Priyan Rajapaksa calls for an English dialect that is effectively simple

ca-tld-oct16-350x“Is the blackboard black or white?” quizzed my English teacher, in Grade 6. In 1966, that was the type of English we learnt at a school, in Colombo. This ‘black or white’ question, etched in my mind, resurfaces when I hear people in Colombo moan about the standard of English in the country.

Language has been a divisive and evil force for Sri Lankans. For me, English has lost its significance – ironically, after migrating to an English-speaking country. Everyone speaks it, so it’s not a social weapon. ‘English as she is spoke’ in New Zealand is as varied as the 200-plus ethnic groups of the nation. It would not pass Colombo’s test, but is sufficient in New Zealand.

Living in an English-speaking country, and married to a Japanese national, my view of language has been transmuted. We speak English, Japanese and Sinhala at home. Language is merely a communication tool. We do not use language as a weapon at home, and I wonder why the kaduwa is still used to stunt the aspirations of native Sri Lankans.

We may joke about the Japanese pronunciation of ‘flied lice.’ The fact is, if the letter ‘R’ is not learnt by the age of six, it is very difficult to pronounce. One finds seven of the 26 English letters absent in the Japanese and Sinhala alphabets. So before you deride someone for saying ‘bus-is-stop’ or ‘talipone,’ think again – the words may not be in line with the native alphabet.

Those of us whose first words were amma or umma will continue to think in our mother tongue, and articulate those thoughts in English, which will remain a second language. The need of the hour is an English dialect that acts as a simple – but effective – communication tool, along with a change of mindsets in Colombo.

It’s disturbing to read about regular protests and baton charging of unemployed graduates. Due to the accident of being born to city parents who knew English, I was able to transform from being a university arts degree reject into an articled (accounts) clerk in about four weeks.

Surely, these misled youth deserve a similar chance?

Comments that graduates’ attitude is the issue grate on one’s nerves. They swallowed the bait – tied to the line by educationists, cast by foolish parents and strung out by self-serving academics – that a degree would ensure employment. Upon graduation, when they realise that this is simply untrue, it is only natural to fight and buck like a shark in its death throes. Graduation and employment are not linked, in the modern world.

Graduate unemployment is a time bomb that is too important to be left to politicians and their administrators to defuse. Their fossilised minds think of employment only in terms of scribes and file pushers, although the world has turned digital. S. W. R. D. Bandaranaike’s approach to language – with stick in one hand, sans carrot in the other (as it held a pipe) – did not appeal to Tamil speakers. Berating graduates for not knowing a foreign language is no different. Is Colombo now waving sticks sans carrots at village youth who proverbially saved our bacon?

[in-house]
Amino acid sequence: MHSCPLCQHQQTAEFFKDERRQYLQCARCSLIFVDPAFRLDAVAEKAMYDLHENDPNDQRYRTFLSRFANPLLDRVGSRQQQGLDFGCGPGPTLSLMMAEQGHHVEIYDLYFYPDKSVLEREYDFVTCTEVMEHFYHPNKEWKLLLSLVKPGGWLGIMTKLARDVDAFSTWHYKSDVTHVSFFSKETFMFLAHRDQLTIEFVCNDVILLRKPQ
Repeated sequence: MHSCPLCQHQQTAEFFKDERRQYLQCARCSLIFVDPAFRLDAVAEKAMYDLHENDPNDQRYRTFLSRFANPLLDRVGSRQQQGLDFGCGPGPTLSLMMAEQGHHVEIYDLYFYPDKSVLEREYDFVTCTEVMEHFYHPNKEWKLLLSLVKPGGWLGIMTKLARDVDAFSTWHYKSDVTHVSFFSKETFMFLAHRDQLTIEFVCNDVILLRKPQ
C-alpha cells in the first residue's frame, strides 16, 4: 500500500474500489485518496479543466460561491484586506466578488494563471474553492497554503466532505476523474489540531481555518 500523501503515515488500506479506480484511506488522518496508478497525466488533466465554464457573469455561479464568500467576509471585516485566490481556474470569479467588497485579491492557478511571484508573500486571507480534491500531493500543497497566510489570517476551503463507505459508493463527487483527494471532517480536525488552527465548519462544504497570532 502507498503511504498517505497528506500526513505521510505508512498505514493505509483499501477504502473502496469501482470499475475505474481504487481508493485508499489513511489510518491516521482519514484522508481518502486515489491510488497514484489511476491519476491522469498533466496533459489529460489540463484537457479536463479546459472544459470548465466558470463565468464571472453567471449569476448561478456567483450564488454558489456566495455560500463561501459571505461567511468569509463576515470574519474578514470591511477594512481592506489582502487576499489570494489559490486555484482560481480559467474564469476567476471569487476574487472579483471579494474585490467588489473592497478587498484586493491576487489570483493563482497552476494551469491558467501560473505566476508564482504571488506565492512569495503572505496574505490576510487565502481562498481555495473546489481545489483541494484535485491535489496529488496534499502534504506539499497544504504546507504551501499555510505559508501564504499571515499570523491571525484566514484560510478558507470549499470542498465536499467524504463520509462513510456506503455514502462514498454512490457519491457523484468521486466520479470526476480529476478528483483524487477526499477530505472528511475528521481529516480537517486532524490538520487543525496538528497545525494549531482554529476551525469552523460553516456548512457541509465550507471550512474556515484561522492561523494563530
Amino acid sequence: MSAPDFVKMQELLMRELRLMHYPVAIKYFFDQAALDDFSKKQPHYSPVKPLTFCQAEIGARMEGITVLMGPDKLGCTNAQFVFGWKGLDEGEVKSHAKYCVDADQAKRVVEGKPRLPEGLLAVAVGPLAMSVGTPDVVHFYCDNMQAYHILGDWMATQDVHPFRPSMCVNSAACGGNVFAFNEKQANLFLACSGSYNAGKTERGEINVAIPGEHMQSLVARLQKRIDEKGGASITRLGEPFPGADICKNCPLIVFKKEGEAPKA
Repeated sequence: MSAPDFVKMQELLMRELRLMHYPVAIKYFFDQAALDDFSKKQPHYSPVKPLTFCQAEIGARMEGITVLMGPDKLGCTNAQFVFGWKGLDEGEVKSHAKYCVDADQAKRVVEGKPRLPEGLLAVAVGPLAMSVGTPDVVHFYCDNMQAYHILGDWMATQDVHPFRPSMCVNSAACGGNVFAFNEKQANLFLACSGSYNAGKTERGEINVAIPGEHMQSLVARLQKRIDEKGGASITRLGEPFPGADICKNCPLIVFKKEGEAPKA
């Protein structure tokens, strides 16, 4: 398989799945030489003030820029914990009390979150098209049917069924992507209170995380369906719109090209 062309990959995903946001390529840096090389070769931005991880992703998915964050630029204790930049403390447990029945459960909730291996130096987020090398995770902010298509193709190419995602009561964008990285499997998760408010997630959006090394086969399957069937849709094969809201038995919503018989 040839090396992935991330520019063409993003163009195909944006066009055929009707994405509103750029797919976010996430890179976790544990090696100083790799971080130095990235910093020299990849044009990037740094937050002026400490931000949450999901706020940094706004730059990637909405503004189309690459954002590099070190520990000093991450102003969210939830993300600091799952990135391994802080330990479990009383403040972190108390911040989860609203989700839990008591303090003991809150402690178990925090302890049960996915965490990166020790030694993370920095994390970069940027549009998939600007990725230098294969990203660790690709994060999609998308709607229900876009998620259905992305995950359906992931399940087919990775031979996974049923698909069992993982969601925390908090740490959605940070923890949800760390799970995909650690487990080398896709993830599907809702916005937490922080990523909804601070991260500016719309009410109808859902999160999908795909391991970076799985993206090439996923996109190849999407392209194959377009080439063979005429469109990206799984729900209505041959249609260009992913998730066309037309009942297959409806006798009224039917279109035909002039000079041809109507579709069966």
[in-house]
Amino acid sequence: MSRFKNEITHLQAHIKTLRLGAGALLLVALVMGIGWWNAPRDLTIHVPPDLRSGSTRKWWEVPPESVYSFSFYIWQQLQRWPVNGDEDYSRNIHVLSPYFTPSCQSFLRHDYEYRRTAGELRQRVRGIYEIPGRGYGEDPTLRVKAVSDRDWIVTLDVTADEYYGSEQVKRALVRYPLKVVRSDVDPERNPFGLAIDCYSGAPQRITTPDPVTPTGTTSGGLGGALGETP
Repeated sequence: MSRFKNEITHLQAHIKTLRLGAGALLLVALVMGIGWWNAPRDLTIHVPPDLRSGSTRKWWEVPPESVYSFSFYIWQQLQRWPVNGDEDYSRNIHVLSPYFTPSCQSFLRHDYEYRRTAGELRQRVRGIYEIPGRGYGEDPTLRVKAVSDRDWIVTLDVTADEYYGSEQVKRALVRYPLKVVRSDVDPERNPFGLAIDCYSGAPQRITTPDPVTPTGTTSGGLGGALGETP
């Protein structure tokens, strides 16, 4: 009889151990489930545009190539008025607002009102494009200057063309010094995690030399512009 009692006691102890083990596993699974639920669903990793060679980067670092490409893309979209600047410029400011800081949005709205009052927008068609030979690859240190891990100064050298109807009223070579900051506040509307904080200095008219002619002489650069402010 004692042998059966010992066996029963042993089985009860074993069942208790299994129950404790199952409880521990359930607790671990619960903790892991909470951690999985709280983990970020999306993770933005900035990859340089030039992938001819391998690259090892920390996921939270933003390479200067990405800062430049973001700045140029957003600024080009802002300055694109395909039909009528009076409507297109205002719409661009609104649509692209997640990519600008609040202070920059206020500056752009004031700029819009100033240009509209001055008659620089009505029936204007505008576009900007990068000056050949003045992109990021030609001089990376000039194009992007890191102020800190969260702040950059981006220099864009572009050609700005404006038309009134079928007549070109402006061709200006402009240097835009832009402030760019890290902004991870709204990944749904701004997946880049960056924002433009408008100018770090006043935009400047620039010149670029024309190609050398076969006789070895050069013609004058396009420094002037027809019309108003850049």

Similar youth from the villages were transformed from village lads into the only army in the world to defeat the undefeatable. And all it took was resources and committed management. Thousands of village youth gave up their today, so we could have our tomorrow.

If resources could be found to rehabilitate LTTE cadres, it’s imperative to retrain misled youth… before they unite under ‘Wijeweera II.’ The cost of retraining would be high, but that of not training will be higher – another revolution. The urban unemployed are the most volatile.

In rugby terms, captains have to play with the available talent. In Richie McCaw style, getting to the breakdown and turning the ball over transformed a threat into an opportunity. Does the private sector have the mettle to play at ‘number seven,’ to retrain partially trained minds to become outsourcing professionals?

Employment is a dead duck, so I advocate training youth to be self-employed, professional outsourcing contractors with the ability to work for the highest bidder, depending on their capabilities. Many graduates own a smartphone. Outsourcing is only a second-hand computer, broadband connection and training away. Cloud software is free.

To put my money where my (big) mouth is, I have trained five outsourcing staff members with one meeting and remote contact, over the years. To train more would be a pleasure.